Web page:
Borrowing money and performing financial transactions does create some level of risk. People who are looking for options for borrowing money or taking out a loan for their student’s college tuition and expenses should beware of loan scams.
Just as there are plenty of legitimate opportunities for parents to help fund their child’s education, there are also many chances for ill-meaning people to attempt to scam people out of their money. Companies that are well-known as less likely to be involved in this type of thing, but it pays to be cautious, no matter which company or institution you are dealing with.
What does a scam look like?
Having experience with what is expected of student loan institutions and lender will help make it less likely that someone can be scammed. Experience is important and after a while, a scam can be easy to spot. When it’s not, asking questions of the lender that are direct and specific can help illustrate whether the offer is legitimate.
Below are some of the “red flags” that might indicate the company you are dealing with is conducting a scam. None of these factors guarantee it is a scam, but you should observe these factors carefully and investigate it to make sure a deal is fair and legitimate.
1. Asking for upfront loan fees
When a company asks for upfront loan fees, this is something to be suspicious about. Legitimate loan companies do not need to collect fees upfront. The contract is supposed to cover all of the costs of the loan plus interest. Read it carefully and ask questions if something doesn’t make sense or seems to be too vague. Do not pay anything upfront. This goes against the basic business practices of banks and lending organizations that require a lender to advance the money to a borrower before asking for any payback.
2. Promises of loan forgiveness
Mailers promising loan forgiveness to borrowers that sound too good to be true probably are. Be suspicious of these deals because there are thousands of them out there, all promising to rid you of your student loan debt. While it is true that President Trump is working on getting more people qualified for student loan forgiveness, many loan forgiveness programs offered by a private lender are not legitimate. This is supposed to appeal to people who want to get something for free and there are no such offers that are legitimate except for federal legislation that allows people in certain professions to have partial loan forgiveness. Check it out carefully to be sure it’s legitimate.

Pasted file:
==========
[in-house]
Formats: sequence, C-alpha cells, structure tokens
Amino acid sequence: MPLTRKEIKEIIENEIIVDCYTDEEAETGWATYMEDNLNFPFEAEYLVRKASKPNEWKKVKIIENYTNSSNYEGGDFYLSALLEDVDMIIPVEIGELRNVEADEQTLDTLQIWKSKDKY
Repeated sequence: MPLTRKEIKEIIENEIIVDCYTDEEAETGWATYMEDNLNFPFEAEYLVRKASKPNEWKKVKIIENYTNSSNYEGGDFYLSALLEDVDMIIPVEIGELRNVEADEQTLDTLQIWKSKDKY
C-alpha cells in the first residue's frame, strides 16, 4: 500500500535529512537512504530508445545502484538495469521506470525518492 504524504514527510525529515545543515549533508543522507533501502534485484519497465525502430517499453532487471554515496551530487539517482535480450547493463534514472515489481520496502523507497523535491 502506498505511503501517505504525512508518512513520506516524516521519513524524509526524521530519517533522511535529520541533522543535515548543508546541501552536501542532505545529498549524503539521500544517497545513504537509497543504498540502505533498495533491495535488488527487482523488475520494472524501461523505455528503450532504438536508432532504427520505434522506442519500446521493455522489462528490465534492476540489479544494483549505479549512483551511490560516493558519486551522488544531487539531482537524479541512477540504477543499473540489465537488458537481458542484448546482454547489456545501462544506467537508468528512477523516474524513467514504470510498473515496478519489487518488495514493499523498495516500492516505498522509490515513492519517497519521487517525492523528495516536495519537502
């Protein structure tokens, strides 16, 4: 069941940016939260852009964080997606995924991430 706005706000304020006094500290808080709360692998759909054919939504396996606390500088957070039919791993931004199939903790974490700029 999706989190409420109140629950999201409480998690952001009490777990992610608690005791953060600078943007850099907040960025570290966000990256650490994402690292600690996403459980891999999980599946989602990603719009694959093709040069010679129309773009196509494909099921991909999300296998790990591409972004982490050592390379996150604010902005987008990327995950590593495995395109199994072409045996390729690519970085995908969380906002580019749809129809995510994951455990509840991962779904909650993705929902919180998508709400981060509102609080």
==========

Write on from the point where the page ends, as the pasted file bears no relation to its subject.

3. High-pressure sales tactics
Legitimate loan companies and federal lending institutions offer a number of federal student loan opportunities. But they are all offered through the FAFSA website and other legitimate channels. Private companies are more likely to advertise aggressively to get people to respond to their offer. However, it’s important to watch for overly ambitious sales ads that sound too good to be true.
4. Phishing scams may ask for personal or sensitive information
Be careful that the loan companies who are offering the deal are not more interested in gathering your personal information than getting you to sign up for a loan. Some companies masquerade as a loan company when really they are just gathering personal data to use for other purposes. Identity theft can easily occur when borrowers trust the company without looking into what they are about.
5. Over-advertising on social media sites
It’s fine to see an ad or two about a company that is offering student loans. But oversaturation of ads indicates a level of desperation that raises a red flag. Why is the loan company so intent on getting borrowers? If they seem too pushy and they don’t give borrowers a chance to look over the contract carefully before signing, something is awry.
Legitimate companies are happy to give people time to consider a deal before signing. It is not to their advantage to sign up people for loans that they cannot afford to pay back. Illegitimate companies, however, may have other things to gain from signing up borrowers. Read the fine print and find out what it says about borrowers who default. Some companies lure people into signing and then sue them when they can’t pay it back.